Not just another day at the beach

By |  July 18, 2018 0 Comments

Seth Jones headshotFourteen-year-old Billy Reid was walking down Juno Beach in south Florida when he spotted a $100 bill buried in the sand. Turns out it wasn’t just a $100 bill. It was a wad of $100s, $50s and $20s — $1,500 total. Not just another day at the beach.

Billy Reid wasn’t there simply for the pleasant walk. It was an autism walk. Billy and his sister Quinn were representing the Teen Golfers Association of the First Tee of Palm Beaches. A charitable cause, an honorable organization… maybe it’s no surprise that Billy immediately turned the money into the Juno police.

Billy’s father is Mark Reid, the director of golf and grounds maintenance for the Breakers in Palm Beach, Fla. He’s a second-generation superintendent from Australia and he can’t believe how Billy’s find, and his story, “grew legs.”

It started out modestly — a local TV news crew asked to interview Billy in his school library. Next thing Mark knew, Billy was being recognized on Golf Channel at the Players Championship. His son got to compete against PGA Tour Commissioner Jay Monahan in a golf simulator closest-to-the-pin contest. No. 17 at TPC Sawgrass was the hole of choice. And yes, young Billy hit it to 6 feet.

Billy is still shocked by how far his $1,500 find took him.

“I was surprised the actual commissioner (of the PGA Tour) was there,” Billy told me when I phoned him in Australia (he was with his grandpa in Point Lonsdale.) “I thought it would be the commissioner of something else.”

The comic book guy in me hopes he’s talking about Commissioner Gordon — which also would have been cool. But Billy’s day at the Players Championship got even cooler.

“I got to meet Kevin Kisner, Shane Lowry and Tommy Fleetwood,” Billy told me. “Tommy Fleetwood is one of my favorite golfers, so that was really cool.”

This was before Fleetwood shot a 63 at the U.S. Open, but after he was caught on a hot mic saying, “I’d never have turned that money in!” A lot of Billy’s friends told him the same thing, that they would have pocketed the cash.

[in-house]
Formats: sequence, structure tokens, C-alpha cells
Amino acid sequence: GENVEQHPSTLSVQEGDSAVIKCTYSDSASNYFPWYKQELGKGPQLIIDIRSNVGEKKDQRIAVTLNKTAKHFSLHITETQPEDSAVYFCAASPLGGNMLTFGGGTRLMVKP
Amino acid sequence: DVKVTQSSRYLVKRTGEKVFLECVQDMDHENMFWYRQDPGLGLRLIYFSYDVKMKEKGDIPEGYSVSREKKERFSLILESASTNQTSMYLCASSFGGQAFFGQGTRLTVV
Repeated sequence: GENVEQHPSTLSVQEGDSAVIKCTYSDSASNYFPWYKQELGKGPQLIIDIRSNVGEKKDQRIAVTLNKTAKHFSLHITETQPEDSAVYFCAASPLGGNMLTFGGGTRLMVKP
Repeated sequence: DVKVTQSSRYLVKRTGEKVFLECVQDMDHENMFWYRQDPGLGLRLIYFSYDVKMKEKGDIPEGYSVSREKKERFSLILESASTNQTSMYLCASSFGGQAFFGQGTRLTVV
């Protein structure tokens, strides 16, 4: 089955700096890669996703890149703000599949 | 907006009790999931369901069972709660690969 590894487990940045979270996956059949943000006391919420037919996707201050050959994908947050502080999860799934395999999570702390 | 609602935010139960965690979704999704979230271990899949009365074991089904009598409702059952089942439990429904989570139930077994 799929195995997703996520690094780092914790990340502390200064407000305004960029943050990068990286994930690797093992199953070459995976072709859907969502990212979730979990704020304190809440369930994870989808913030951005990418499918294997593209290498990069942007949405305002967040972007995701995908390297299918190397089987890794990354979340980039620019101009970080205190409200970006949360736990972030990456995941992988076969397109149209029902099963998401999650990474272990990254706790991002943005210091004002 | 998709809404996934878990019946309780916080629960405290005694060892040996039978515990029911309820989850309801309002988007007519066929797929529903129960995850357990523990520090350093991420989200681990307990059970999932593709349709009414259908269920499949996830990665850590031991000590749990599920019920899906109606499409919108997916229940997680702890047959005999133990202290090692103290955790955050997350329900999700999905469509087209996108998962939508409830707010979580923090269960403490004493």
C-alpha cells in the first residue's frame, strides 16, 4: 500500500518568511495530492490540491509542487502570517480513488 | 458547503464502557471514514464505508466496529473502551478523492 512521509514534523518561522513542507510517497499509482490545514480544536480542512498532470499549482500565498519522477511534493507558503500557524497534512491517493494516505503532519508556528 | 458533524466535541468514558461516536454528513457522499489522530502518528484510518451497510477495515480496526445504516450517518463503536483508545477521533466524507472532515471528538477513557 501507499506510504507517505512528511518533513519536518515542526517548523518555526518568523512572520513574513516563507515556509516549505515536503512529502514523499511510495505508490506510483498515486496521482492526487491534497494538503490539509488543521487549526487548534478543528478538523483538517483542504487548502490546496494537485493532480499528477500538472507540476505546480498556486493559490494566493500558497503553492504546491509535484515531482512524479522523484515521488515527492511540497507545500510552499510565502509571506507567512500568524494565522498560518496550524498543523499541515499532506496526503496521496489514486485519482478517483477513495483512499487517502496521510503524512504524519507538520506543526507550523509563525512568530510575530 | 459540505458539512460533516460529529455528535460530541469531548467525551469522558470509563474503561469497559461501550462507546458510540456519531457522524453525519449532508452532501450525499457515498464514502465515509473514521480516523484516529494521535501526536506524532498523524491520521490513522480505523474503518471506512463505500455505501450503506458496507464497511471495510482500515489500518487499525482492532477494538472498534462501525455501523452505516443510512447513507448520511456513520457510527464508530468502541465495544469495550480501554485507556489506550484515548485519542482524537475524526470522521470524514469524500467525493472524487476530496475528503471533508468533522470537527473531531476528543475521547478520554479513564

“I told them that in the heat of the moment, they wouldn’t have,” Billy says.

Billy mentions the nine core values of the First Tee and cites “respect.” He says if he lost the money, he’d hope someone would have the respect to turn it in to the authorities. (If no one comes forward to claim the money in 90 days, the money is his.)

His dad, obviously, is proud. He told me he didn’t even know about the whole ordeal until that evening when he got home from work.

“It’s super cool to think that when he found himself in that situation he did the right thing, mate,” Mark told me. “I’m very proud of him, and his sisters.”

I asked Billy about his career goals, and he’s hopeful baseball will lead him on to bigger and better things. He also admires his dad’s and grandpa’s line of work.

“I was playing golf with my grandpa and someone asked him what kind of grass that was, and he looked at him and said, ‘That’s a weed, mate!’” Billy laughs. “I love what my dad does — he doesn’t understand how cool I think it is. He’s the boss of the whole maintenance team! It would be cool to follow in his footsteps.”

Sounds like wherever Billy’s footsteps take him, it’ll be pretty cool.

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